EDITORIAL: CEDC has nothing in writing

HOW MUCH GOVERNMENT is too much? We don’t know the half of it. Forget the legislature, governor’s office and high-profile agencies. Think about authorities. What’s with them?

Start with $60 billion in spending each year across all 1,172 authorities, most of which are local entities set up for a specific purpose, like the Columbia Economic Development Corporation (CEDC). They spend or control large sums of taxpayer money, but the public used to be kept in the dark about how much they spent and where the money went. But that changed in 2009 when the legislature created a new agency with power to investigate authorities and hold them accountable… kind of.

The agency is called the Authorities Budget Office (ABO) and this week it released its findings on how CEDC has handled the proposed expansion of Ginsberg’s Foods, a local company based in Claverack. It found CEDC has a dark side.

The ABO investigated CEDC following a complaint lodged last fall by the community group GhentCANN founded by Ghent resident Patti Matheney. GhentCANN opposes the plan by Ginsberg’s to build a 65,000 square-foot, $12-million facility on a 33-acre site that straddles the boundary between Claverack and Ghent. The empty lot for the project is assessed at $280,000. CEDC sold it to the Ginsberg’s project for $1.

The ABO says that’s okay as long as CEDC justified the sale as consistent with its mission to encourage and retain businesses in the county and with assurances that Ginsberg’s will create of jobs. CEDC didn’t make this up. It’s the law. So you have to wonder why there was such a fuss about the sale… until you read the rest of the ABO report.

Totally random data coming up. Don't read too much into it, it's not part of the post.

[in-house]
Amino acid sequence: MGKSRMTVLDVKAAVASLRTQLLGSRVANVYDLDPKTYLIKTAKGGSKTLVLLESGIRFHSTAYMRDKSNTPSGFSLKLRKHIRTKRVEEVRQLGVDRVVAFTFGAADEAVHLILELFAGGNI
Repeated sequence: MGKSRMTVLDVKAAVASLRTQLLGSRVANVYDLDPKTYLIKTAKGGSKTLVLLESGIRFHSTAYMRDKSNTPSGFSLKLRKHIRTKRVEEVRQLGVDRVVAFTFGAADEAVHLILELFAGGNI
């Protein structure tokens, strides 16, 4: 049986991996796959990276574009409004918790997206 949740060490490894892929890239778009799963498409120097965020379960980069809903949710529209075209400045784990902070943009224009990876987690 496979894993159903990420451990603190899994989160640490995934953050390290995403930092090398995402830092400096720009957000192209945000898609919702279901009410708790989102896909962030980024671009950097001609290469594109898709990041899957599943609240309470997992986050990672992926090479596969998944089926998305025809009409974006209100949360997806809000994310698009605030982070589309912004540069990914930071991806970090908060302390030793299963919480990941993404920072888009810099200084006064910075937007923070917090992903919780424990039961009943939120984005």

Much of the report focuses on “potential” conflicts of interest by four senior members of the CEDC Board of Directors. The first mentioned is David Ginsberg, CEO of Ginsberg’s. He was on the CEDC board in 2013 when the expansion plan began to percolate. But he resigned later that year, and before that did not participate in discussions of the plan. The report suggests that Mr. Ginsberg was remiss because he didn’t file a written statement of his financial interest in the project that bears his family’s name. That’s like accusing Donald Trump of failing to disclose his interest in Trump City. It’s true, but what does it prove?

The case of David Crawford is quite different. He didn’t file a written statement of his financial interest, though his engineering company was working for Ginsberg’s. The investigators heard from people who say he verbally disclosed his involvement. These same character references said Mr. Crawford didn’t discuss the project or vote on it. But the minutes of the meetings show that Mr. Crawford did discuss and vote on the project. Mr. Crawford is the president of the CEDC board.

CEDC Treasurer Robert Sherwood voted for the project and didn’t file a written disclosure. Somebody might like to have known that Kinderhook Bank, where Mr. Sherwood is president, made loans of $9.5 million to Ginsberg’s using that $1 property as collateral. Mr. Sherwood acknowledged to the investigators that he should have recused himself.
(Disclosure: Kinderhook Bank is a customer of this newspaper, and we have accounts at the bank.)

Attorney William Better also provided no written disclosure that he was being paid by the county Industrial Development Agency to negotiate a financial assistance package with Ginsberg’s Foods.

CEDC members told investigators they didn’t know the disclosure rules or thought they didn’t have to follow them. That’s the way exclusive clubs work. They make things easy for insiders and the suckers never know how the game is rigged.

But the CEDC club doesn’t play with its own money. It’s money suckers like us have paid in taxes.

This crony favoritism reveals that leading members of the board have no faith that their colleagues on the board will make wise decisions about the use of public funds. Self-dealing, lax rules and secrecy are so much more efficient. Now they may have poisoned the Ginsberg’s deal, especially if other state agencies follow up on the ABO report.

The county Board of Supervisors appoints two members to the CEDC board, and one of them should be assigned to monitor compliance by CEDC with its Code of Ethics and state law, reporting failures to the ABO.

The ABO report doesn’t allege CEDC engaged in criminal behavior. So maybe civic virtue is just an illusion. But do you think CEDC leaders would allow others to handle their money the way they handle ours?

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